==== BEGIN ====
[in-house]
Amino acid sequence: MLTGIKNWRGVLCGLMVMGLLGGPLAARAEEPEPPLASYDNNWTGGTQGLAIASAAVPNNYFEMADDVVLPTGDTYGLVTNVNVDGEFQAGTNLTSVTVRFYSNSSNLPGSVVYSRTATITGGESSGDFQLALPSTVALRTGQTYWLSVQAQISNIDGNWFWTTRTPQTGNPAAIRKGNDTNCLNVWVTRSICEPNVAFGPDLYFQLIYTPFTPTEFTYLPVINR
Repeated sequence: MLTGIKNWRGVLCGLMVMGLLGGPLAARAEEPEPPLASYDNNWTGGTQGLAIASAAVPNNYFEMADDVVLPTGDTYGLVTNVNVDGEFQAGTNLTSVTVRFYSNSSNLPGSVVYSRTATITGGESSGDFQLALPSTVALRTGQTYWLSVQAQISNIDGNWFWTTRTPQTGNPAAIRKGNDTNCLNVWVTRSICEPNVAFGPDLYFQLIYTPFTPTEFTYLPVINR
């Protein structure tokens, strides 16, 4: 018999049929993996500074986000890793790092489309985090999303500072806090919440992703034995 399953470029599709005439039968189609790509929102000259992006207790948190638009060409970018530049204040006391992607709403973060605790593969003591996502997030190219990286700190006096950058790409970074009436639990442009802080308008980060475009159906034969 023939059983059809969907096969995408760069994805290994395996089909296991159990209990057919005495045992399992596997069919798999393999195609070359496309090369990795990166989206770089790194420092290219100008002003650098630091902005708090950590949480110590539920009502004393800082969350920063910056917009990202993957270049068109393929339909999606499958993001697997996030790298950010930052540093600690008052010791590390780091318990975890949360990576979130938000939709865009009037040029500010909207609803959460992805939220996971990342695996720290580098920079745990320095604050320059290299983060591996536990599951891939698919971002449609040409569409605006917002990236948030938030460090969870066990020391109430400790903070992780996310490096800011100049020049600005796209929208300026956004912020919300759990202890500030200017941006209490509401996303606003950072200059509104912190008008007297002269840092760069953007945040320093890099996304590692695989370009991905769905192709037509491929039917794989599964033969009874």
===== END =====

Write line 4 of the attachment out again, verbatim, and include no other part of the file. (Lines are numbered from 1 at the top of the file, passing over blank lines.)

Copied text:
């Protein structure tokens, strides 16, 4: 018999049929993996500074986000890793790092489309985090999303500072806090919440992703034995 399953470029599709005439039968189609790509929102000259992006207790948190638009060409970018530049204040006391992607709403973060605790593969003591996502997030190219990286700190006096950058790409970074009436639990442009802080308008980060475009159906034969 023939059983059809969907096969995408760069994805290994395996089909296991159990209990057919005495045992399992596997069919798999393999195609070359496309090369990795990166989206770089790194420092290219100008002003650098630091902005708090950590949480110590539920009502004393800082969350920063910056917009990202993957270049068109393929339909999606499958993001697997996030790298950010930052540093600690008052010791590390780091318990975890949360990576979130938000939709865009009037040029500010909207609803959460992805939220996971990342695996720290580098920079745990320095604050320059290299983060591996536990599951891939698919971002449609040409569409605006917002990236948030938030460090969870066990020391109430400790903070992780996310490096800011100049020049600005796209929208300026956004912020919300759990202890500030200017941006209490509401996303606003950072200059509104912190008008007297002269840092760069953007945040320093890099996304590692695989370009991905769905192709037509491929039917794989599964033969009874």